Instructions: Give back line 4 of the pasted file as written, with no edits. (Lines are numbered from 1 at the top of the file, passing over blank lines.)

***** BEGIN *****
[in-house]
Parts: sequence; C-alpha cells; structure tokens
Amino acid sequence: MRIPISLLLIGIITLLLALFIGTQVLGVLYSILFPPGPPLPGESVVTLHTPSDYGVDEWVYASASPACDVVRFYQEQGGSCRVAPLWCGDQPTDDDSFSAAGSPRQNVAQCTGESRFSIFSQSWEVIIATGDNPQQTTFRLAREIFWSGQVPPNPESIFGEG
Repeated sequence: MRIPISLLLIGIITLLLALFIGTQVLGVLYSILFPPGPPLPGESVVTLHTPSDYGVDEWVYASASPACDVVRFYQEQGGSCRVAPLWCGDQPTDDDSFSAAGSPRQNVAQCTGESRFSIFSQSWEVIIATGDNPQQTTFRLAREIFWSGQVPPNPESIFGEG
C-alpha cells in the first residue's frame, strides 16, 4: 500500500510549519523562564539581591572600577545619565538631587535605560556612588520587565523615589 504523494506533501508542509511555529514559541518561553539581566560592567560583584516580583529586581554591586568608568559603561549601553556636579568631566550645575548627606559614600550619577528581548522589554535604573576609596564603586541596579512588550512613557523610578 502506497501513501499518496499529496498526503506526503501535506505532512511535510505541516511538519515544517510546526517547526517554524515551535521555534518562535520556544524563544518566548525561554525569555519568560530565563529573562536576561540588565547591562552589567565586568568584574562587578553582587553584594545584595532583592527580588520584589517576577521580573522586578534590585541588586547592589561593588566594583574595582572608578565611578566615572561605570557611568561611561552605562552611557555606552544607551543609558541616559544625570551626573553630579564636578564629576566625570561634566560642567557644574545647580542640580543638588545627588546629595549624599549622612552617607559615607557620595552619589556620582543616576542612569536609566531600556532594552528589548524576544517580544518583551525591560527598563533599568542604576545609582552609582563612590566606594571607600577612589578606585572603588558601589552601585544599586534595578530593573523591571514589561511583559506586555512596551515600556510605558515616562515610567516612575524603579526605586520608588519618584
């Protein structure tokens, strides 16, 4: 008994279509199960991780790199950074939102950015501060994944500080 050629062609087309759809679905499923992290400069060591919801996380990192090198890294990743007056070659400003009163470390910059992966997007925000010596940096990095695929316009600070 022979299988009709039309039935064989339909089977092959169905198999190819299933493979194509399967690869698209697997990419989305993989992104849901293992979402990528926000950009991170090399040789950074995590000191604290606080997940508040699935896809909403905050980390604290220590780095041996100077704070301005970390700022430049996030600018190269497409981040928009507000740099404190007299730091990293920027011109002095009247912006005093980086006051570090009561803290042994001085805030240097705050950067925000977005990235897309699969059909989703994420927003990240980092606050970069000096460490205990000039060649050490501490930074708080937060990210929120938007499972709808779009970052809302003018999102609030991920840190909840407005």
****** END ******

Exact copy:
Repeated sequence: MRIPISLLLIGIITLLLALFIGTQVLGVLYSILFPPGPPLPGESVVTLHTPSDYGVDEWVYASASPACDVVRFYQEQGGSCRVAPLWCGDQPTDDDSFSAAGSPRQNVAQCTGESRFSIFSQSWEVIIATGDNPQQTTFRLAREIFWSGQVPPNPESIFGEG